At Harvard Law School, one of the most prestigious law schools in the world, the LSAT will no longer be required for admission. Although the Law School Admissions Test is a prerequisite for acceptance to a majority of law schools in the United States, critics argue that it may place an undue burden on prospective students. Therefore, some schools, including Harvard, are replacing the LSAT with the standard Graduate Record Examination — which is a requirement for most graduate school programs.
Historically, prospective law school students were required to take the GRE and the LSAT. However, the burden of studying and paying for two similar exams was simply too much for students with limited resources and financial means.
As reported by Harvard Law Today, the decision was based, in part, on a 2016 Harvard Law School study — which concluded the GRE and LSAT are equally likely to predict “first-year academic performance in law school.”
By eliminating Harvard Law School’s LSAT requirement, the university hopes to encourage more students to apply for the three-year Juris Doctor program.
Harvard Law School Dean Martha Minow said eliminating the LSAT requirement will help “eliminate barriers” that may deter “the most talented candidates for law and leadership” from applying.
As explained by the Law School Admission Council, the LSAT consists of six sections.
Five of the sections contain multiple-choice questions, which are designed to test the prospective student’s reading comprehension, analytical reasoning, and logical reasoning skills. Prospective students are allowed 35 minutes per section and the multiple choice questions are graded.
The sixth section requires the prospective student to provide a writing sample. Applicants are allowed 35 minutes to complete the writing sample. However, it is not graded. Instead, the sample is sent to the student’s chosen law school(s) for consideration.
Although waivers are available for those with an “extreme need,” the 2016-2017 fee for taking the LSAT is $180.
As explained by the Educational Testing Service, the GRE General Test was designed for “Prospective graduate and business school applicants from all around the world who are interested in pursuing a master’s, MBA, specialized master’s in business or doctoral degree.”
The GRE consists of three sections, which test a prospective student’s verbal reasoning, quantitive reasoning, and analytical writing skills. The entire GRE test is graded and the fee to take the exam is currently $205.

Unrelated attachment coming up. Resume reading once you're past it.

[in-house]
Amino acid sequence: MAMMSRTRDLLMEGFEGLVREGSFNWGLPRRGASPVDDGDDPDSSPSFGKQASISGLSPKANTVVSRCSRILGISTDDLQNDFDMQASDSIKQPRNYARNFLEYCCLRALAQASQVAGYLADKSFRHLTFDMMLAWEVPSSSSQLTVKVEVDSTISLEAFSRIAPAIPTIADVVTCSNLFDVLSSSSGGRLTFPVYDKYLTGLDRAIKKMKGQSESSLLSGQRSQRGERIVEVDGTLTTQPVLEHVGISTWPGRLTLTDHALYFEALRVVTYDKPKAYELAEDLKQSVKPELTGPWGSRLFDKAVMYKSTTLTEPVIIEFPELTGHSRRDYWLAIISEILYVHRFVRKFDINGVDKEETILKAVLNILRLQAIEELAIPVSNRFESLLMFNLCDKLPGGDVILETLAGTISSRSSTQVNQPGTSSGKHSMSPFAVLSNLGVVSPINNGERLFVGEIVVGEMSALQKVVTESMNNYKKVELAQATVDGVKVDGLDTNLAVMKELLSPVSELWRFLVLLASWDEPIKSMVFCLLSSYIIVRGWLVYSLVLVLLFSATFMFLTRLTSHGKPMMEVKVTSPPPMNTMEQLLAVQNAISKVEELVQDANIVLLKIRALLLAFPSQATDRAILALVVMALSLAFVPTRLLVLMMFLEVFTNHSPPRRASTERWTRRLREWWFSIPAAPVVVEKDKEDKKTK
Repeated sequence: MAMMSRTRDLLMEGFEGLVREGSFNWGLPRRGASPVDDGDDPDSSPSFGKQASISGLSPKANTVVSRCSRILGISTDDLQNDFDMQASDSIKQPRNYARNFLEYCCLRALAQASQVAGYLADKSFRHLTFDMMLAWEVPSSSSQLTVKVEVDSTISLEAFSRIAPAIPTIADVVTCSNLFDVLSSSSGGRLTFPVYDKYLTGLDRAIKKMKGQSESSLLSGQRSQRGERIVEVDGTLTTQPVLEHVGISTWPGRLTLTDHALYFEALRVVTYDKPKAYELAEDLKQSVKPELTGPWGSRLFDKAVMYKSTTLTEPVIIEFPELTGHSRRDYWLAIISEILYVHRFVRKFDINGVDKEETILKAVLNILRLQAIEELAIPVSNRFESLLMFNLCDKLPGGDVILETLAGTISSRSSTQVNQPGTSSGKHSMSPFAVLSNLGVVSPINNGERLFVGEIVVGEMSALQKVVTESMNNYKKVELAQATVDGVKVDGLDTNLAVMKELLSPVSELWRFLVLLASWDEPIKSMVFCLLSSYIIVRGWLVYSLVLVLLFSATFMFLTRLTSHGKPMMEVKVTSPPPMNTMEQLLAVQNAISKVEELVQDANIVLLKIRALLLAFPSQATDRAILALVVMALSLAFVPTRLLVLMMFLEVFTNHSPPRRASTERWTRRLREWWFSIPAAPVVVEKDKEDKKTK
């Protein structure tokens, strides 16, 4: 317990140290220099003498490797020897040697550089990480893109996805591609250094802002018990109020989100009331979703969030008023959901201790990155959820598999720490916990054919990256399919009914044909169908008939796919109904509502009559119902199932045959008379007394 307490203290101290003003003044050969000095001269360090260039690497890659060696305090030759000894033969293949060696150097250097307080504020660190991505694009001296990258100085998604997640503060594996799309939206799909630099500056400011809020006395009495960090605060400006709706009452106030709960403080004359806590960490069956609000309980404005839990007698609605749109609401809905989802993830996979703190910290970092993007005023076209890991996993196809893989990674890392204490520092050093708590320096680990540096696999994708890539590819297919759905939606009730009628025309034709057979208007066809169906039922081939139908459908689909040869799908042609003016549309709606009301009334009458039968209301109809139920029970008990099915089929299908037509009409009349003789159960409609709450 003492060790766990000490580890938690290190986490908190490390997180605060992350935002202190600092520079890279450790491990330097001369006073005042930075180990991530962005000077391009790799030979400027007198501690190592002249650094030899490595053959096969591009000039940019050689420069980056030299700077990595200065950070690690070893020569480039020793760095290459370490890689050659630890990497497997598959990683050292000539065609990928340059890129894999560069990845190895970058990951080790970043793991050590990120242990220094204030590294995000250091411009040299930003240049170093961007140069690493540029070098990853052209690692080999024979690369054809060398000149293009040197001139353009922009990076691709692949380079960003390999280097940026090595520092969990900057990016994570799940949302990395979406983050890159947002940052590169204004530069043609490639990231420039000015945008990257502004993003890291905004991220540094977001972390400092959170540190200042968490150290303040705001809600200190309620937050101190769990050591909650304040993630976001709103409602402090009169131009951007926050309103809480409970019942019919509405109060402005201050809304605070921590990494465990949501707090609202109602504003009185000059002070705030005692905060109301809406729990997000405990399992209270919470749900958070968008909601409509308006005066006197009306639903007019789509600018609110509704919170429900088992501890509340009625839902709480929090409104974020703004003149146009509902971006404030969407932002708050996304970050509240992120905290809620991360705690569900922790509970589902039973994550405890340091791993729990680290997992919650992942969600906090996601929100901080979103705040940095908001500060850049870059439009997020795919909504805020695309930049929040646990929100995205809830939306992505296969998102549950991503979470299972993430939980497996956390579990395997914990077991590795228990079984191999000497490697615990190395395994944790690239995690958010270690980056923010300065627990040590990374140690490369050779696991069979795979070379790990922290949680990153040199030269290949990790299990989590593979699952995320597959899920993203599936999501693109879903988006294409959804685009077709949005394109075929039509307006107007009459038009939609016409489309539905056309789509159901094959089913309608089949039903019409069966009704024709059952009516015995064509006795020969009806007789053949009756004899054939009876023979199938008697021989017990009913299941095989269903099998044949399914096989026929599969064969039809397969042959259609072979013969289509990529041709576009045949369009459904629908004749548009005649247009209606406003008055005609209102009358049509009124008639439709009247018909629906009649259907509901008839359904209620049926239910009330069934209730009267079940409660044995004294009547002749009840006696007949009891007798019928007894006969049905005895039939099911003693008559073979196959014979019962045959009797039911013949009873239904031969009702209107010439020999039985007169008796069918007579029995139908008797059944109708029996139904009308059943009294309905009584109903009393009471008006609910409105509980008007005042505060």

Although the LSAT and GRE are different, Harvard Law School is confident that “the statistical study showed that the GRE is an equally valid predictor of first-year grades,” and therefore the LSAT is not a necessity.
In addition to lifting Harvard Law School’s LSAT requirement, the university has made other changes to increase the number of applicants to the J.D. program.
The changes include allowing prospective students to attend their interviews via Skype, eliminating the non-refundable “seat deposit,” and launching a deferred-admissions program — which will allow students to gain work experience prior to attending law school.
Harvard Law School will no longer require the LSAT for admission https://t.co/fBJSjS91F1 pic.twitter.com/x1VmZeHFxT
— Charles Adkins (@MrLXC) March 9, 2017
According to reports, law school applications fell dramatically amid the financial recession — which began in 2008. Although the number of applicants increased by 5 percent in 2016 and 2017 application cycles, law schools are still actively working toward increasing admissions to the pre-recession rates.
— KaplanLSATPrep (@KaplanLSATPrep) March 9, 2017
However, Jessica L. Soban, Harvard Law School’s Associate Dean of Admissions, said the decision to eliminate the LSAT requirement “is about much more than application volume in any one year. This is about ensuring that top candidates from many disciplines and many geographic locations continue to consider Harvard Law school.”
As reported by The Crimson, Harvard Law School’s LSAT requirement will be lifted before the fall, 2017, semester.
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